I don’t know if you’ve heard but I’m going to let you guys in on a little secret: it’s cold outside. Like really cold. Like cold enough for me to not only tolerate Chicago’s recent word-play-based nickname,”Chiberia,” but nearly condone it. However, in the words of every person that is too cool for trending social media topics, it’s supposed to be cold… it’s winter. And while a few mild Decembers and Januarys in the last few years have gotten us a little too comfortable in only three layers, below zero temperatures in the Midwest are to be expected. Unfortunately for this writer, it takes a toll. And I’m not talking about my frostbitten fingers or frozen windshield wipers.
No, I’m talking about something that plagues those of us who live in places with real winters (excluded: California, the South, Mexico, etc.): Seasonal Affective Disorder. For those of you unfamiliar, SAD is when you’re lazy, unmotivated and generally displeased with the world because it’s cold outside; the weather weepies, if you will. And as someone that has spend a large chunk of his adult life in a city that has been playfully dubbed as “paradise” on more than one occasion, I’m having trouble adjusting to the plan-ruining, motivation-sucking, fat-creating sadness that comes with this season. But luckily for me, it doesn’t stop there!
On the surface, Seasonal Affective Disorder is what you would expect out of someone that hasn’t seen sunlight for more than ten minutes in between snow showers and polar vortices. But SAD has extending consequences that go beyond yelling at your roommate because they didn’t do the dishes… again! That consequence for me has been a bad case of writer’s block. I don’t know what it is about never wanting to go outside that drains my inspiration, but for the last few months my creative mind has been a black hole that a decent knock-knock joke couldn’t escape from.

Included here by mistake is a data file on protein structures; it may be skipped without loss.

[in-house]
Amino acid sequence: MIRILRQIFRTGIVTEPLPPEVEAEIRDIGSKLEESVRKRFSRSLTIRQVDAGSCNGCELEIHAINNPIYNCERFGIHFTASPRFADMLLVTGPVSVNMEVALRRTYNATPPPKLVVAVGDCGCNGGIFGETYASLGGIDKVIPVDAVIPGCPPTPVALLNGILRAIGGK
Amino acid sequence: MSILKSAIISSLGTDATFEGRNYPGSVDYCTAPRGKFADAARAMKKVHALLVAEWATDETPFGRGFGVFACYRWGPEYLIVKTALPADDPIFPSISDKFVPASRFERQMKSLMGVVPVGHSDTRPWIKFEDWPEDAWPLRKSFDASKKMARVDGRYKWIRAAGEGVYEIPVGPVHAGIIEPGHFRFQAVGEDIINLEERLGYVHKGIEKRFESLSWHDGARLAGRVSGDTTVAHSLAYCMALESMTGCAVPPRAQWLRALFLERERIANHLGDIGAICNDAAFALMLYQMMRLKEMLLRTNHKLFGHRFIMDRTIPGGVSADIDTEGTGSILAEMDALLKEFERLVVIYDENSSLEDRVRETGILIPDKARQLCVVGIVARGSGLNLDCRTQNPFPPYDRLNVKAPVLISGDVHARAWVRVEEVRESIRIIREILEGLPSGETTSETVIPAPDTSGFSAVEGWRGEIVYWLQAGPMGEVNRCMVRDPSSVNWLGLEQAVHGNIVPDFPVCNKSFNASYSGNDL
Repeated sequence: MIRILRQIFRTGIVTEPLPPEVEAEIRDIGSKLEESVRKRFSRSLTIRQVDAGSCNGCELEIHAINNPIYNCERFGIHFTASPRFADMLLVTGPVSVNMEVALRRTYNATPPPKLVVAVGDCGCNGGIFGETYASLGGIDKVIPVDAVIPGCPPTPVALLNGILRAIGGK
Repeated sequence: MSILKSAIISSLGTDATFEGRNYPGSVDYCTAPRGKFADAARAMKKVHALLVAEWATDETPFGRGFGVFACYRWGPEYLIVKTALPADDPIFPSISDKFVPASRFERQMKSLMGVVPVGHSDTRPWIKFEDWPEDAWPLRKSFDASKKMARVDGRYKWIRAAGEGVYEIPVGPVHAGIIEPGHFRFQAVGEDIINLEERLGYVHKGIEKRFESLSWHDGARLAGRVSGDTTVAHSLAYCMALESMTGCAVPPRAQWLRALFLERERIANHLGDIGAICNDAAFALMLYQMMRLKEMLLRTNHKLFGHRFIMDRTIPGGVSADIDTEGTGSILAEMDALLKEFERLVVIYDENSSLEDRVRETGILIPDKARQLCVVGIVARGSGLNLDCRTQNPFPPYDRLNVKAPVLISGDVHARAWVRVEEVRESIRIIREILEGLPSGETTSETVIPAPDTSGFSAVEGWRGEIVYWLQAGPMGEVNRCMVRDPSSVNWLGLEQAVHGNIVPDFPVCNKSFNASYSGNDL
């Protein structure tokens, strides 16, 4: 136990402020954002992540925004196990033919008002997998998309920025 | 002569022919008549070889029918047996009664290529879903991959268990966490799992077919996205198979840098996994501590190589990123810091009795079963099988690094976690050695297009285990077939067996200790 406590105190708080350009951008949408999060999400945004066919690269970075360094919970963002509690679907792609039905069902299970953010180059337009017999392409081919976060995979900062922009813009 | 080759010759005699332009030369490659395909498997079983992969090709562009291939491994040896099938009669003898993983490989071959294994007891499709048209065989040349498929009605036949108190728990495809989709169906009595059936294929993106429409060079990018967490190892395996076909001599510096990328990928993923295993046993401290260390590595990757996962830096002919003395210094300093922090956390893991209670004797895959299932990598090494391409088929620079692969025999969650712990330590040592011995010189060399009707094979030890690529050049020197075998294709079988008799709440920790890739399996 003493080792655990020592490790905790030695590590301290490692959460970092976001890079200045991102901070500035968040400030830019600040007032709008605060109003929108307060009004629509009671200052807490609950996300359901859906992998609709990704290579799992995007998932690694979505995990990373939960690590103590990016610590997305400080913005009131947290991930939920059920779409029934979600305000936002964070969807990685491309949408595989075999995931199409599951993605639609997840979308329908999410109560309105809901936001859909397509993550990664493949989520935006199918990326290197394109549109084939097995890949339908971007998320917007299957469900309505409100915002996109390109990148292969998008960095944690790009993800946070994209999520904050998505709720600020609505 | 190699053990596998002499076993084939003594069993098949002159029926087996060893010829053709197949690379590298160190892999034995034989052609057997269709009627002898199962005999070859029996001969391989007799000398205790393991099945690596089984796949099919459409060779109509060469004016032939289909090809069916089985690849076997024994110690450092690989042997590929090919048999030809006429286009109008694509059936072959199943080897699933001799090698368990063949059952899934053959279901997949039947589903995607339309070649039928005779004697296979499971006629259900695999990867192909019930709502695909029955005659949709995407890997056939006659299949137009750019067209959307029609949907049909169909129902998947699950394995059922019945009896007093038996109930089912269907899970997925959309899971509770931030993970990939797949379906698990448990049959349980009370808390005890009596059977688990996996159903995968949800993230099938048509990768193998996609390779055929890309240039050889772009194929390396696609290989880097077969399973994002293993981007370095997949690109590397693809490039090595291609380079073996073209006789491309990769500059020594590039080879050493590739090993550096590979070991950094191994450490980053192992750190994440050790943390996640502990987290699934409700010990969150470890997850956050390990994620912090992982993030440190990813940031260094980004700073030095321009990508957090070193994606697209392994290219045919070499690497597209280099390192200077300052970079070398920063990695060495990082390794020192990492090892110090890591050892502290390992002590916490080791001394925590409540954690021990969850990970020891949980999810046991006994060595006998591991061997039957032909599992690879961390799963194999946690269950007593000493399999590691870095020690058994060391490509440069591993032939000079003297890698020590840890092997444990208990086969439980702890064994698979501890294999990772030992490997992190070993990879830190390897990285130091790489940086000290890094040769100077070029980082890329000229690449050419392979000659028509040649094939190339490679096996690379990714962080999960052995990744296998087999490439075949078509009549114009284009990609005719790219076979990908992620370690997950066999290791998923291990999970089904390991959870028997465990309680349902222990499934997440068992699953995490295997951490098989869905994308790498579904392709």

So what, you may ask, is driving me to write this eloquently crafted post for you on this delightfully cold and snowy day in February? I have no idea! Maybe it’s because I’m writing this inside. Maybe it’s because I’m watching TV and a commercial with a beach just reminded me that this won’t last forever. Or maybe the key to getting over Seasonal Affective Disorder is to whine about it. That sure would explain why everyone does that so much. Whatever it is, I hope it persists. Because the only thing worse than having the weather weepies is not being able to write about it.
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